Some people think of climate change as something that will happen in the future – a problem for their kids or grandchildren to solve. As a conservationist who’s worked with communities across America and around the world, Lou’s seen the effects our changing climate is having right now. From unprecedented droughts and wildfires in the American West, where Lou began his career, to dying coral reefs in East Africa, where he lived and taught, to extreme rainfall in New England, where Lou grew up, climate change is here and getting worse.
As Vice President of the Climate Change Program, Lou is the organization’s strategic leader on WWF’s work to fight climate change, including the important role that tropical forests play in that effort. Lou previously served as WWF’s director of U.S. climate policy, leading our work to support a new climate and clean energy law for the U.S., as well as building WWF’s program on forests & climate change.
A lawyer by training, Lou has practiced and taught international and domestic energy and conservation law, including with the US government and in the private sector. He served as special counsel to the Secretary of the Interior specializing in water law and Native American rights. From there, Lou worked as a senior associate for Latham & Watkins, LLP, specializing in California natural resources and energy issues. He left Latham to accept a Fulbright Senior Scholarship teaching law at the University of Dar es Salaam in Tanzania, where he lived and worked from 2006-2007. While in Tanzania, Lou also supported local communities and civil society groups on land and forest conservation.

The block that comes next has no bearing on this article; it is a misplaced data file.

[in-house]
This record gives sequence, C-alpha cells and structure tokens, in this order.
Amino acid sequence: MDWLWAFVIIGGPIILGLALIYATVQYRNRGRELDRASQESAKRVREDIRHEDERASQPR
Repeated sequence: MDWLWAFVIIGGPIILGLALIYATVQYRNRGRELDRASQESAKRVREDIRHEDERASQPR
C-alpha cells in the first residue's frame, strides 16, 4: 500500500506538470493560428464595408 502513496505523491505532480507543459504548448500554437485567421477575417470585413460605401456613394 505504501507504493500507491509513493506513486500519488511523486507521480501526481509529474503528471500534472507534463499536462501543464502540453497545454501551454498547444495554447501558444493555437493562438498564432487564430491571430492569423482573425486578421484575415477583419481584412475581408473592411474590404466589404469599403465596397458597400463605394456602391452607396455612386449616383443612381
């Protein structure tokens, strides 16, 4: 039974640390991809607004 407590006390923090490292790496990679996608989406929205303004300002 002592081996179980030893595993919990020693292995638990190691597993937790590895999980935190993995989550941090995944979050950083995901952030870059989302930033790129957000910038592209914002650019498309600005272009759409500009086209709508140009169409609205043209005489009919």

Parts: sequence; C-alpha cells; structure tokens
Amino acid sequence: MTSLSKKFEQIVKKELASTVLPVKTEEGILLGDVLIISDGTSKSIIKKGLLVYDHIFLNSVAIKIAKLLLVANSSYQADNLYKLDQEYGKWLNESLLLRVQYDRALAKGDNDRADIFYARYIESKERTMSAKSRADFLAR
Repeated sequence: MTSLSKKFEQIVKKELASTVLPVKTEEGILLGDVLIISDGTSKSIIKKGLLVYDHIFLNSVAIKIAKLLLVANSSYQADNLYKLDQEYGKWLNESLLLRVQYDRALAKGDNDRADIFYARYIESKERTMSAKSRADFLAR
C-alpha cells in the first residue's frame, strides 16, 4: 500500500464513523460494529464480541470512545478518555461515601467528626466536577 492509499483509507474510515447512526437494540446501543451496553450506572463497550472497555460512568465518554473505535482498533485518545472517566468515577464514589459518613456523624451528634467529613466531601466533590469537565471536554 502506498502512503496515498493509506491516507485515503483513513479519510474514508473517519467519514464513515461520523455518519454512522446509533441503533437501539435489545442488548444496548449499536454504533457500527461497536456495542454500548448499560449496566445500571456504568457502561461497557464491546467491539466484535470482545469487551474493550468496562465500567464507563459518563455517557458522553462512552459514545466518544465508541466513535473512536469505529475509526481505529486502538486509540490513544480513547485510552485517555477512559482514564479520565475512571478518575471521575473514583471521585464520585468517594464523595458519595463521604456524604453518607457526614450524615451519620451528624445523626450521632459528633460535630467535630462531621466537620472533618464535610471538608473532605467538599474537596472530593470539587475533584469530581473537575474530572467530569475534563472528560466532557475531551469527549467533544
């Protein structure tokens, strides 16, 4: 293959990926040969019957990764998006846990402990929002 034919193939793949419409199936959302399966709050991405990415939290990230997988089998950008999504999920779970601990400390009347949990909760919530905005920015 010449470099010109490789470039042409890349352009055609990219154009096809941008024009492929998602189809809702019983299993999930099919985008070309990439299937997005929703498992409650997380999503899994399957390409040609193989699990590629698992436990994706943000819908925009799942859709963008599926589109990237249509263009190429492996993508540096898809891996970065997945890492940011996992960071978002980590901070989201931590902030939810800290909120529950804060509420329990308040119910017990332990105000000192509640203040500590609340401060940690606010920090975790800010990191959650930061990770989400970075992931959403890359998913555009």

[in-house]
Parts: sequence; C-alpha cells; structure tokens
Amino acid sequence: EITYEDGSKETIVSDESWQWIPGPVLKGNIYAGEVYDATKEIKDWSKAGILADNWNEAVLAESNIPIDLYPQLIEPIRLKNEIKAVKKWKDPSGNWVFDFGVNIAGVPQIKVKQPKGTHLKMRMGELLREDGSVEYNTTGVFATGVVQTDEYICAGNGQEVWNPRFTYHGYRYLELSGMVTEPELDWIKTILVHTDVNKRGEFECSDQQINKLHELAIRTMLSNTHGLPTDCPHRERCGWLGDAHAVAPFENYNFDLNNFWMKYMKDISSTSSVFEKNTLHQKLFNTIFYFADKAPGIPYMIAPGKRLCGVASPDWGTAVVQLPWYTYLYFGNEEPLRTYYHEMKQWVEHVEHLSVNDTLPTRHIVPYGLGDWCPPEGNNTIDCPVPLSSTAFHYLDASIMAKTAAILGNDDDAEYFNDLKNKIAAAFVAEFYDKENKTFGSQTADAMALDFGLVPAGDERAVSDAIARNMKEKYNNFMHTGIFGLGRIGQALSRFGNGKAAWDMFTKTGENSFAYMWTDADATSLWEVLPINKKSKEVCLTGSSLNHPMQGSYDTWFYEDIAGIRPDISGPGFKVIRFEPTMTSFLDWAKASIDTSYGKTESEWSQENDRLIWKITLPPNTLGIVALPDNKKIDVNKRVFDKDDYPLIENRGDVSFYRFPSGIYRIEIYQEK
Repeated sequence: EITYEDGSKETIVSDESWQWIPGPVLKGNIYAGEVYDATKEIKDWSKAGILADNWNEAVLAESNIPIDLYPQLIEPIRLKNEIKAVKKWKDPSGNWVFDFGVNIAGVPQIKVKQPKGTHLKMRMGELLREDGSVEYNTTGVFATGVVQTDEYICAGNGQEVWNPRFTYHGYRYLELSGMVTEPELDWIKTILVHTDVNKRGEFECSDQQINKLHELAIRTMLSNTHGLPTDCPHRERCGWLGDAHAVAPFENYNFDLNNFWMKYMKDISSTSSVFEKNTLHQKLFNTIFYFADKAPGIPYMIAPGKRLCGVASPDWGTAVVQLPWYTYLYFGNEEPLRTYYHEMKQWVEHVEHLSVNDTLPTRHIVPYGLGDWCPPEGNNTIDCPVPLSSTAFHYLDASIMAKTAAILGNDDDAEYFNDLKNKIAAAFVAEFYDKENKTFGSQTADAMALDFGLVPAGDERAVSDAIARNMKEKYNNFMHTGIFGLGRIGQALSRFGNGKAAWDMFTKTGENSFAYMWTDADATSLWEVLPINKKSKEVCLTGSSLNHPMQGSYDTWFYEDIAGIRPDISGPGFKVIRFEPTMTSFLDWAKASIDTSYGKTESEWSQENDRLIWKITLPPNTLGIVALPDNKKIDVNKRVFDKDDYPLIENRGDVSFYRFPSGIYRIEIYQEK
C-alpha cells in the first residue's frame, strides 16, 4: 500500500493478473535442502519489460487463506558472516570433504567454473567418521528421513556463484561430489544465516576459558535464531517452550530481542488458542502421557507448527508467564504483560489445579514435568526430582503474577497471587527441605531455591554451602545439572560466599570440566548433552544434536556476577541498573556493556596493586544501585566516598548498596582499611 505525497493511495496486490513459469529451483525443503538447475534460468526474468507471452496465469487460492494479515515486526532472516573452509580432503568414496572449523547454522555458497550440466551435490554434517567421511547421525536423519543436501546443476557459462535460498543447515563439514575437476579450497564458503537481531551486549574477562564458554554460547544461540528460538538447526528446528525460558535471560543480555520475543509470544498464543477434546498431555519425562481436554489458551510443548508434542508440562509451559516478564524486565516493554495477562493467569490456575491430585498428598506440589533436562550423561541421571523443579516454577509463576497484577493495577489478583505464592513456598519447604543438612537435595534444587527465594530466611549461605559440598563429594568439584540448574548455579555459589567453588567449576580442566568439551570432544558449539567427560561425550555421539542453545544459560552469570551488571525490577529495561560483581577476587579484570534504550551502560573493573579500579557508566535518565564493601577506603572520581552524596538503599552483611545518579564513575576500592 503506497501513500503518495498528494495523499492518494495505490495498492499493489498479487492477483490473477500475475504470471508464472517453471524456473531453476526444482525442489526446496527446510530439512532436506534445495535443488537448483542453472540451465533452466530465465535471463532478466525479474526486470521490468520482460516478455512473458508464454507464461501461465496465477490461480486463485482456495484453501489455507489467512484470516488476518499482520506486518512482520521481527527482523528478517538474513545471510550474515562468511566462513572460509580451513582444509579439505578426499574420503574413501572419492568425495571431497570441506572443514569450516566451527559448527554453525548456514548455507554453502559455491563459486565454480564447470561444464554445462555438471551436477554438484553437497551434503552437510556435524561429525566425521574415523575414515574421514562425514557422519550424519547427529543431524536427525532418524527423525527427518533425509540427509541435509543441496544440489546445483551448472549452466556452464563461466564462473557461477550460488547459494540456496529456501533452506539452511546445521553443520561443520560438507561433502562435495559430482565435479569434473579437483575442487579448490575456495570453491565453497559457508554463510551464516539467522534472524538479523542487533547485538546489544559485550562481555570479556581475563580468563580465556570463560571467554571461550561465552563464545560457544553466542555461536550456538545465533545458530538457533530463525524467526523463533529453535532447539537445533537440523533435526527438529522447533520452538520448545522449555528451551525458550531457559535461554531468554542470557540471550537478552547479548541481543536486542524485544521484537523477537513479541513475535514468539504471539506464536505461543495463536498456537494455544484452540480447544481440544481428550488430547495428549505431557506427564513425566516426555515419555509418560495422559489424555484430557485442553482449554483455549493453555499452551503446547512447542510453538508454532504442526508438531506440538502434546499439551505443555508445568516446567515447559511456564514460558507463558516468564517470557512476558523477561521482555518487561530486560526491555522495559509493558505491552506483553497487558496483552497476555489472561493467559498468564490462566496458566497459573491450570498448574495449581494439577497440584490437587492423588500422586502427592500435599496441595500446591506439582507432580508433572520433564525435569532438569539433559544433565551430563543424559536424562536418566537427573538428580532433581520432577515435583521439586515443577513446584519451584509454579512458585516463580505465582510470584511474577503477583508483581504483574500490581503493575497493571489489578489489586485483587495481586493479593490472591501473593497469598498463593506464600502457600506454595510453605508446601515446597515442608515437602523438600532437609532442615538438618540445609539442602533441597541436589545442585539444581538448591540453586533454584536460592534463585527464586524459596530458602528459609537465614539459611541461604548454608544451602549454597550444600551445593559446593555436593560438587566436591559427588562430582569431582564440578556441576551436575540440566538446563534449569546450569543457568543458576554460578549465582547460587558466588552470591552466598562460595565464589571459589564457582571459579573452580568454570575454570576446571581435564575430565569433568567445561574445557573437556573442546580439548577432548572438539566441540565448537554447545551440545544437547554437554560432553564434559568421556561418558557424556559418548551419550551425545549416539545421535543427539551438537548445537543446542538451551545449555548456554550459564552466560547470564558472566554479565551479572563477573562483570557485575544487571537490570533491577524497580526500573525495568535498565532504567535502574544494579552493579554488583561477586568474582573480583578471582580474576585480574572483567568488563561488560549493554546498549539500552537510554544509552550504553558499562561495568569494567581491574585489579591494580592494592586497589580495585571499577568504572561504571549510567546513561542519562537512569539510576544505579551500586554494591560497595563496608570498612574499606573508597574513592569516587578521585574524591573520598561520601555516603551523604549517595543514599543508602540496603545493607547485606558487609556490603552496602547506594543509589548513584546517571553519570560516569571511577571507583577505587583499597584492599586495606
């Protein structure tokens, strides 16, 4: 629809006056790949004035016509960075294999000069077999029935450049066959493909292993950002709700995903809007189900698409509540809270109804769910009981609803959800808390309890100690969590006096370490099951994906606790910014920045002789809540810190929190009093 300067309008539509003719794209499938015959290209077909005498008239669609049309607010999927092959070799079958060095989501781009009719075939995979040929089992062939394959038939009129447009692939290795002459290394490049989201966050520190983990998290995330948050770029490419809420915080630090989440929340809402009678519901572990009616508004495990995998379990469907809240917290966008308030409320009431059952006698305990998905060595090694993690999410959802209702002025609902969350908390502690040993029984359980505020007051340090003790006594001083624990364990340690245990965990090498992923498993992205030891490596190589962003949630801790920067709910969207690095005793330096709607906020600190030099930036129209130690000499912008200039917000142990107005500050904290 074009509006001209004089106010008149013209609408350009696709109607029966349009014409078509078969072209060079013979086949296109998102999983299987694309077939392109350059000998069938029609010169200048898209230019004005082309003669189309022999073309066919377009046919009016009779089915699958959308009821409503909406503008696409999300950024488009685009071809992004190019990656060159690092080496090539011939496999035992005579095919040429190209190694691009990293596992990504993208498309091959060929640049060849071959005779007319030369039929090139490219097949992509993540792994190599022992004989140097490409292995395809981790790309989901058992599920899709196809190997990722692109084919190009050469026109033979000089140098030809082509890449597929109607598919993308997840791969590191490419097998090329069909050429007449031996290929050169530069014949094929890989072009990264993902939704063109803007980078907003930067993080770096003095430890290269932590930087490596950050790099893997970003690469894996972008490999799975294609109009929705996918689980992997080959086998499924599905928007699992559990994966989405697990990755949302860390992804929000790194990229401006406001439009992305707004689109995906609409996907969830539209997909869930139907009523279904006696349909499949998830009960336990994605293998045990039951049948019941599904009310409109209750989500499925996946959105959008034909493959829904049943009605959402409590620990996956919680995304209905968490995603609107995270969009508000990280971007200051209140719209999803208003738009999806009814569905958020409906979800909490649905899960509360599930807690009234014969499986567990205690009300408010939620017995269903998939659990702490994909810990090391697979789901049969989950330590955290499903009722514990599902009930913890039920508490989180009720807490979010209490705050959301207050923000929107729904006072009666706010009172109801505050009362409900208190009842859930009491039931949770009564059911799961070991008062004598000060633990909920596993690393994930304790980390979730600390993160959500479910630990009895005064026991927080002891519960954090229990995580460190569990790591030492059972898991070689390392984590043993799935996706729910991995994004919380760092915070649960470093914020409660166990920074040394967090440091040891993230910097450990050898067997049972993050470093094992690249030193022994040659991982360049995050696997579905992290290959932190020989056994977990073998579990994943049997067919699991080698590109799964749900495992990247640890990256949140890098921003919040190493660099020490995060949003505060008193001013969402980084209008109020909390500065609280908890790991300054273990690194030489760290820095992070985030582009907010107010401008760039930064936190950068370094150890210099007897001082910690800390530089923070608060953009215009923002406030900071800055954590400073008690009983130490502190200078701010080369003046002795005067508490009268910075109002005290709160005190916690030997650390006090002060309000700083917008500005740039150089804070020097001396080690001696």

Lou is also a regular contributor to The Huffington Post, where he blogs about climate change.